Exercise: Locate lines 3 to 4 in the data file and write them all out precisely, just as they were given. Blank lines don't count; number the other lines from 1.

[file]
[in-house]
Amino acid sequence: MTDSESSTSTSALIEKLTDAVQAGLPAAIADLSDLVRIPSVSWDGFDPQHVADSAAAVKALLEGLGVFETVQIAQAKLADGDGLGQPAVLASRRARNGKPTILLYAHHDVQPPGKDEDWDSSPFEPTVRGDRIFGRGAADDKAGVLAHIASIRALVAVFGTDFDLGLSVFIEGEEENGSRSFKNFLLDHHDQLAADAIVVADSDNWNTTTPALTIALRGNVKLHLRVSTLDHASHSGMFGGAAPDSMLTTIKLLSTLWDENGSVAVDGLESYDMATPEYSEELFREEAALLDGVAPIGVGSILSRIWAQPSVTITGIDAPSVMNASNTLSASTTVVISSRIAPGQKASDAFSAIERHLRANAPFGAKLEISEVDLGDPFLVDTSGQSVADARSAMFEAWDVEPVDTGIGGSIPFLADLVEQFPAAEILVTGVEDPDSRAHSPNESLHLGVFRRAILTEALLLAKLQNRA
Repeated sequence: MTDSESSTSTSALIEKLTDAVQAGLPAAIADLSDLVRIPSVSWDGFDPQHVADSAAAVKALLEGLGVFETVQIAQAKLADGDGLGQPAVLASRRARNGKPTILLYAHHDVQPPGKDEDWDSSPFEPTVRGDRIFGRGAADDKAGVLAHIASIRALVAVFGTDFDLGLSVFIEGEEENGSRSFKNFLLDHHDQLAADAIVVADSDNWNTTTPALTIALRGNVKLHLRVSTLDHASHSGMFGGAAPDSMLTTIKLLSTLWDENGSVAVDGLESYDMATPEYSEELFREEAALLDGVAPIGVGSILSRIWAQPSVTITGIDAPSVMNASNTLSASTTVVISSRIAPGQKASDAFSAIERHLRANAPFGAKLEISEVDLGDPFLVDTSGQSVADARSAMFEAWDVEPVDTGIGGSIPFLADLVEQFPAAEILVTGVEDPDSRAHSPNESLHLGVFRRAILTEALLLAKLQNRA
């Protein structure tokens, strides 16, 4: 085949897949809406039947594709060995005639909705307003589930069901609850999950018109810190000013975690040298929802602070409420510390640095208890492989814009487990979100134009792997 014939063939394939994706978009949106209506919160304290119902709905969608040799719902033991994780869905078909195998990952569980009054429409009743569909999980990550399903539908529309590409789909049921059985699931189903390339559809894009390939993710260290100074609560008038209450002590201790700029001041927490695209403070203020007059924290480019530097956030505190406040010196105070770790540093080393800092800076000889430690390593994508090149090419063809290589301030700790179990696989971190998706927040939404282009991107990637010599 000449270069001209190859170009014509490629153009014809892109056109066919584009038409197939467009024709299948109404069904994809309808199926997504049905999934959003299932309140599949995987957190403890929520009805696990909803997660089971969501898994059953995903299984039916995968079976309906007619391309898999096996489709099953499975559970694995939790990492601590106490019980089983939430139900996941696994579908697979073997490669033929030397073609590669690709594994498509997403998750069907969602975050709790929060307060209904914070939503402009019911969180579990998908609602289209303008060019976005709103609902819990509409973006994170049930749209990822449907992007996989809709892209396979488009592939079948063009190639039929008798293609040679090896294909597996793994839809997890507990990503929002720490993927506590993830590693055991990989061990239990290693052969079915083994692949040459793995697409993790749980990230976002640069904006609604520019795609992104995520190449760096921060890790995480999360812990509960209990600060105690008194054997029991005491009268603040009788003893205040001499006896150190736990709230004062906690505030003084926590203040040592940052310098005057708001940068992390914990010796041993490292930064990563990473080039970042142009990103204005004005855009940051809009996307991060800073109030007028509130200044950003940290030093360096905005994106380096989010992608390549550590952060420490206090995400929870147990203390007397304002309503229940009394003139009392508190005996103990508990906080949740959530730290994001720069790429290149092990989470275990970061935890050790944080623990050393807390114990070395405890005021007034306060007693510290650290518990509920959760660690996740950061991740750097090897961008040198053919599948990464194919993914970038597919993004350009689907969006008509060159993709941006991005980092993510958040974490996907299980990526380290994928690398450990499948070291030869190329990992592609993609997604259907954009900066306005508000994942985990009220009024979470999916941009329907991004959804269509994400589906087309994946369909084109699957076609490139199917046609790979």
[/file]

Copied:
Repeated sequence: MTDSESSTSTSALIEKLTDAVQAGLPAAIADLSDLVRIPSVSWDGFDPQHVADSAAAVKALLEGLGVFETVQIAQAKLADGDGLGQPAVLASRRARNGKPTILLYAHHDVQPPGKDEDWDSSPFEPTVRGDRIFGRGAADDKAGVLAHIASIRALVAVFGTDFDLGLSVFIEGEEENGSRSFKNFLLDHHDQLAADAIVVADSDNWNTTTPALTIALRGNVKLHLRVSTLDHASHSGMFGGAAPDSMLTTIKLLSTLWDENGSVAVDGLESYDMATPEYSEELFREEAALLDGVAPIGVGSILSRIWAQPSVTITGIDAPSVMNASNTLSASTTVVISSRIAPGQKASDAFSAIERHLRANAPFGAKLEISEVDLGDPFLVDTSGQSVADARSAMFEAWDVEPVDTGIGGSIPFLADLVEQFPAAEILVTGVEDPDSRAHSPNESLHLGVFRRAILTEALLLAKLQNRA
């Protein structure tokens, strides 16, 4: 085949897949809406039947594709060995005639909705307003589930069901609850999950018109810190000013975690040298929802602070409420510390640095208890492989814009487990979100134009792997 014939063939394939994706978009949106209506919160304290119902709905969608040799719902033991994780869905078909195998990952569980009054429409009743569909999980990550399903539908529309590409789909049921059985699931189903390339559809894009390939993710260290100074609560008038209450002590201790700029001041927490695209403070203020007059924290480019530097956030505190406040010196105070770790540093080393800092800076000889430690390593994508090149090419063809290589301030700790179990696989971190998706927040939404282009991107990637010599 000449270069001209190859170009014509490629153009014809892109056109066919584009038409197939467009024709299948109404069904994809309808199926997504049905999934959003299932309140599949995987957190403890929520009805696990909803997660089971969501898994059953995903299984039916995968079976309906007619391309898999096996489709099953499975559970694995939790990492601590106490019980089983939430139900996941696994579908697979073997490669033929030397073609590669690709594994498509997403998750069907969602975050709790929060307060209904914070939503402009019911969180579990998908609602289209303008060019976005709103609902819990509409973006994170049930749209990822449907992007996989809709892209396979488009592939079948063009190639039929008798293609040679090896294909597996793994839809997890507990990503929002720490993927506590993830590693055991990989061990239990290693052969079915083994692949040459793995697409993790749980990230976002640069904006609604520019795609992104995520190449760096921060890790995480999360812990509960209990600060105690008194054997029991005491009268603040009788003893205040001499006896150190736990709230004062906690505030003084926590203040040592940052310098005057708001940068992390914990010796041993490292930064990563990473080039970042142009990103204005004005855009940051809009996307991060800073109030007028509130200044950003940290030093360096905005994106380096989010992608390549550590952060420490206090995400929870147990203390007397304002309503229940009394003139009392508190005996103990508990906080949740959530730290994001720069790429290149092990989470275990970061935890050790944080623990050393807390114990070395405890005021007034306060007693510290650290518990509920959760660690996740950061991740750097090897961008040198053919599948990464194919993914970038597919993004350009689907969006008509060159993709941006991005980092993510958040974490996907299980990526380290994928690398450990499948070291030869190329990992592609993609997604259907954009900066306005508000994942985990009220009024979470999916941009329907991004959804269509994400589906087309994946369909084109699957076609490139199917046609790979």